Big plans for geothermal energy
Vast stretches of federal land in the West would be open to geothermal energy development under a plan released by U.S. Interior Secretary Dirk Kempthorne on Wednesday.
The plan identifies 190 million acres — nearly twice the size of California — that would be available for geothermal leasing in 12 Western states. The document, which is expected to be finalized in December, essentially clarifies which public lands are open to geothermal prospecting and which are not.
"Geothermal energy will play a key role in powering America's energy future," Kempthorne said in a news release, "and 90% of our nation's geothermal resources are found on federal land."
Federal spokesmen said the proposal does not open lands previously closed to geothermal development but would speed leasing by laying the groundwork for environmental reviews of individual projects.
California leads the nation in producing geothermal energy and is expected to continue to do so as interest in alternative energy spurs more development. Six long-established fields, including the most productive in the world, are operating on U.S. Bureau of Land Management holdings in Northern California and in Inyo, Mono and Imperial counties.
Of the 190 million acres available for leasing under the Interior proposal, 118 million are managed by the BLM and 79 million by the U.S. Forest Service. All National Park Service lands, as well as wilderness and wilderness study areas and national monuments, would be off limits.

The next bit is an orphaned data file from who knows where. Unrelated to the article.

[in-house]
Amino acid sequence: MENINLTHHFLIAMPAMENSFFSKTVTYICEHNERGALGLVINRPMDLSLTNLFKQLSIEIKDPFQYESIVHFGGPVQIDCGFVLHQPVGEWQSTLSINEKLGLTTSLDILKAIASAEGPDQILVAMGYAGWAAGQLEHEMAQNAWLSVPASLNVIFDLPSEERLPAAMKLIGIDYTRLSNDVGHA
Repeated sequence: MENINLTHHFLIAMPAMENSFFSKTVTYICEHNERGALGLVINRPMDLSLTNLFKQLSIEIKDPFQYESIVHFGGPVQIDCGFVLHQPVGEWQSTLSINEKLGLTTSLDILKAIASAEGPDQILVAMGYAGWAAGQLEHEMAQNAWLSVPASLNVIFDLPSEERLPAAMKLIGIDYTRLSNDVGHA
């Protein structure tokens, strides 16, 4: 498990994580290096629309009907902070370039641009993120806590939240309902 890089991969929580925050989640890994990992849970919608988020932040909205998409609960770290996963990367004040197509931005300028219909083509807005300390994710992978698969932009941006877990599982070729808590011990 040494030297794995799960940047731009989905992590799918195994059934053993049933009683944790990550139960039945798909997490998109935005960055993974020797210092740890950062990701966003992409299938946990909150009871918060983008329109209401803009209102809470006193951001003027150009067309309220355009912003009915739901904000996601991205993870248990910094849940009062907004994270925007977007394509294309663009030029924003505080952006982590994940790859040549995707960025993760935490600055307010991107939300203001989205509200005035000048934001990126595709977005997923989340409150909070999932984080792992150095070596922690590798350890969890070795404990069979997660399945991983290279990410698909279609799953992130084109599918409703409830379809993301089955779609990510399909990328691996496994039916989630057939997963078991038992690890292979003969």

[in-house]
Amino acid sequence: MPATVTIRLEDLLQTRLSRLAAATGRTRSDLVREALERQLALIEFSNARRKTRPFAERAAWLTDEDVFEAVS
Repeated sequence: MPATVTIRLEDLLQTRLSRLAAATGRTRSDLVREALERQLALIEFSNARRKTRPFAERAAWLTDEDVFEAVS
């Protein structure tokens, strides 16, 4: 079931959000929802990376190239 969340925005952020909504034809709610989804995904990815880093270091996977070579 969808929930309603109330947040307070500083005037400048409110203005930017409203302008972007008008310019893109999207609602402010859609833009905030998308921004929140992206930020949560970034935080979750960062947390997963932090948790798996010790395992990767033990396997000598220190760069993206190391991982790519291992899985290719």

All of Nevada, much of Idaho and Oregon and good chunks of California, Colorado and New Mexico have geothermal potential, based on heat flow maps. Heat from Earth's interior escapes in cracks and fissures in the crust that frequently follow fault networks. The Great Basin, which includes most of Nevada, is slowly pulling itself apart and California is riddled with fault lines, making them hot spots of geothermal production.
Jack G. Peterson, national project manager for the leasing plan, said it is not known how much of the identified acreage will actually yield viable production fields.
In theory, enough energy to supply 12 million homes could eventually be produced under the leasing plan, according to the Interior Department.
Although geothermal facilities have a smaller footprint than solar or wind fields, they would leave their mark on the land much like oil and gas development — with roads, pipelines, power plants and transmission lines.
Daniel Patterson, Southwest director of Public Employees for Environmental Responsibility, said geothermal energy holds potential. "But we still have to consider, are our public lands there to be turned into energy farms? Or should we be investing in rooftop solar?"
— Bettina Boxall
Photo: A geothermal electric power generation plant under construction near Minersville, Utah. Credit: George Frey / Bloomberg News